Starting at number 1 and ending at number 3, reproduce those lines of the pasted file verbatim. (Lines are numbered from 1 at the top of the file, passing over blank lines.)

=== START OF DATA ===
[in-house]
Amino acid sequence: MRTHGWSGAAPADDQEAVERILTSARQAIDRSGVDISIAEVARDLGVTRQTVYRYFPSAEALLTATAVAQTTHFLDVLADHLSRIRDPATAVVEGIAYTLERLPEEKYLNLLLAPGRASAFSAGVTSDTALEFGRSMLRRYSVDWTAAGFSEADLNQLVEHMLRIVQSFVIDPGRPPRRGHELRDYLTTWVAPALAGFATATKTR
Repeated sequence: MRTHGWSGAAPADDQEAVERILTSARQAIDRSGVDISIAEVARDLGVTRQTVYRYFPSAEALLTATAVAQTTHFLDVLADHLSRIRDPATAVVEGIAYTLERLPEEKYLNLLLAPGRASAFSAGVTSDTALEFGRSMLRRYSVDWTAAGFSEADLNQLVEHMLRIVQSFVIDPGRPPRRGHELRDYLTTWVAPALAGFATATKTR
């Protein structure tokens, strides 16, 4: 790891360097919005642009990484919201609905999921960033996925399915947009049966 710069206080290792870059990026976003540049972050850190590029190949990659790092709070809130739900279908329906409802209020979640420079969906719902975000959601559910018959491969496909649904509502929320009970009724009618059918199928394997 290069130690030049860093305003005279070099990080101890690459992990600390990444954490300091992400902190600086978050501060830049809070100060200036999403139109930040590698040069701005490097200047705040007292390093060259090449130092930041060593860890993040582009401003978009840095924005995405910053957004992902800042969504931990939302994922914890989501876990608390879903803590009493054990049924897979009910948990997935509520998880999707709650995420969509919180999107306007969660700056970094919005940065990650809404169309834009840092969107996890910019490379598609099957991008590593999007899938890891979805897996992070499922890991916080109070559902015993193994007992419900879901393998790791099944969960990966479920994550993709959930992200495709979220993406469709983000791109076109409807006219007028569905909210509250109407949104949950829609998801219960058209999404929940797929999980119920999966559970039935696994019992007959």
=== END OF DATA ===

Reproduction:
[in-house]
Amino acid sequence: MRTHGWSGAAPADDQEAVERILTSARQAIDRSGVDISIAEVARDLGVTRQTVYRYFPSAEALLTATAVAQTTHFLDVLADHLSRIRDPATAVVEGIAYTLERLPEEKYLNLLLAPGRASAFSAGVTSDTALEFGRSMLRRYSVDWTAAGFSEADLNQLVEHMLRIVQSFVIDPGRPPRRGHELRDYLTTWVAPALAGFATATKTR
Repeated sequence: MRTHGWSGAAPADDQEAVERILTSARQAIDRSGVDISIAEVARDLGVTRQTVYRYFPSAEALLTATAVAQTTHFLDVLADHLSRIRDPATAVVEGIAYTLERLPEEKYLNLLLAPGRASAFSAGVTSDTALEFGRSMLRRYSVDWTAAGFSEADLNQLVEHMLRIVQSFVIDPGRPPRRGHELRDYLTTWVAPALAGFATATKTR